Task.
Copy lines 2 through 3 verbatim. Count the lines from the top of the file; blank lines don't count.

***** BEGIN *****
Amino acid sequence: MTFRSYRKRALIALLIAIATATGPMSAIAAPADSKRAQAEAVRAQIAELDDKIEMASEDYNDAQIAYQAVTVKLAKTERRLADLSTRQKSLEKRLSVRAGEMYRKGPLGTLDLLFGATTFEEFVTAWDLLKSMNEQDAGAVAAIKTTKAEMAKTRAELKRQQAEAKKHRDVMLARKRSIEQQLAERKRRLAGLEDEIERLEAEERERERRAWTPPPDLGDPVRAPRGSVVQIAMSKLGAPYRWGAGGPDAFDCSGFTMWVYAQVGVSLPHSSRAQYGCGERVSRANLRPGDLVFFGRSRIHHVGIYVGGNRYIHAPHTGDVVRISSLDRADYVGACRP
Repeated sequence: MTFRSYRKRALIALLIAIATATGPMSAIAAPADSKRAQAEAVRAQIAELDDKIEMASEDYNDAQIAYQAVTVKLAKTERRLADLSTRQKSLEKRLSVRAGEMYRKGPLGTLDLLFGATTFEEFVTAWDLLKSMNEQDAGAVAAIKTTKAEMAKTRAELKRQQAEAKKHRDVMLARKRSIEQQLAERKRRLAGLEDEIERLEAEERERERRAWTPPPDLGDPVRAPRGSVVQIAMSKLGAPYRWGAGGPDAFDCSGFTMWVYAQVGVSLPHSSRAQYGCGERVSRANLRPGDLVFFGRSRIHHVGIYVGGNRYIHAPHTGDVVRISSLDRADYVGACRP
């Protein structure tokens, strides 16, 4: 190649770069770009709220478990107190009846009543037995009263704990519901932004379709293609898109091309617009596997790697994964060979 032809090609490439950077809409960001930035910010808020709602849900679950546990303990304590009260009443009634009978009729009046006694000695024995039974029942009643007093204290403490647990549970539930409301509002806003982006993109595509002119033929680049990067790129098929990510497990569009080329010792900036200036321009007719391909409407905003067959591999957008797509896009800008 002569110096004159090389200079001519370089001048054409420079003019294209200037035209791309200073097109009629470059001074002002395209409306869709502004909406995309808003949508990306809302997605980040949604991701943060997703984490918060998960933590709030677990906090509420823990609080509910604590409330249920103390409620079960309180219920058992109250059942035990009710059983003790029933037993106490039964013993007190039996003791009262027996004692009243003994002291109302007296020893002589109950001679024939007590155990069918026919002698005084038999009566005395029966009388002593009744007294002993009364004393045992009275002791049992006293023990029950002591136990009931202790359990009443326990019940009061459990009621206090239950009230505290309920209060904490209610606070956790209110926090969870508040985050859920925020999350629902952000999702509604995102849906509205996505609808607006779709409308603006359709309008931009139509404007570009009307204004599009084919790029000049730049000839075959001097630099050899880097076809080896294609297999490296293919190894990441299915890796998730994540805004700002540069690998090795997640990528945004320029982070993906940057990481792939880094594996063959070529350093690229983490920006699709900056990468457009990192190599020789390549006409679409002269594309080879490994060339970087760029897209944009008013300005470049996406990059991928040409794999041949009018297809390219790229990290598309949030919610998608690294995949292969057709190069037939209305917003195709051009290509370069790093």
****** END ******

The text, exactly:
Repeated sequence: MTFRSYRKRALIALLIAIATATGPMSAIAAPADSKRAQAEAVRAQIAELDDKIEMASEDYNDAQIAYQAVTVKLAKTERRLADLSTRQKSLEKRLSVRAGEMYRKGPLGTLDLLFGATTFEEFVTAWDLLKSMNEQDAGAVAAIKTTKAEMAKTRAELKRQQAEAKKHRDVMLARKRSIEQQLAERKRRLAGLEDEIERLEAEERERERRAWTPPPDLGDPVRAPRGSVVQIAMSKLGAPYRWGAGGPDAFDCSGFTMWVYAQVGVSLPHSSRAQYGCGERVSRANLRPGDLVFFGRSRIHHVGIYVGGNRYIHAPHTGDVVRISSLDRADYVGACRP
């Protein structure tokens, strides 16, 4: 190649770069770009709220478990107190009846009543037995009263704990519901932004379709293609898109091309617009596997790697994964060979 032809090609490439950077809409960001930035910010808020709602849900679950546990303990304590009260009443009634009978009729009046006694000695024995039974029942009643007093204290403490647990549970539930409301509002806003982006993109595509002119033929680049990067790129098929990510497990569009080329010792900036200036321009007719391909409407905003067959591999957008797509896009800008 002569110096004159090389200079001519370089001048054409420079003019294209200037035209791309200073097109009629470059001074002002395209409306869709502004909406995309808003949508990306809302997605980040949604991701943060997703984490918060998960933590709030677990906090509420823990609080509910604590409330249920103390409620079960309180219920058992109250059942035990009710059983003790029933037993106490039964013993007190039996003791009262027996004692009243003994002291109302007296020893002589109950001679024939007590155990069918026919002698005084038999009566005395029966009388002593009744007294002993009364004393045992009275002791049992006293023990029950002591136990009931202790359990009443326990019940009061459990009621206090239950009230505290309920209060904490209610606070956790209110926090969870508040985050859920925020999350629902952000999702509604995102849906509205996505609808607006779709409308603006359709309008931009139509404007570009009307204004599009084919790029000049730049000839075959001097630099050899880097076809080896294609297999490296293919190894990441299915890796998730994540805004700002540069690998090795997640990528945004320029982070993906940057990481792939880094594996063959070529350093690229983490920006699709900056990468457009990192190599020789390549006409679409002269594309080879490994060339970087760029897209944009008013300005470049996406990059991928040409794999041949009018297809390219790229990290598309949030919610998608690294995949292969057709190069037939209305917003195709051009290509370069790093």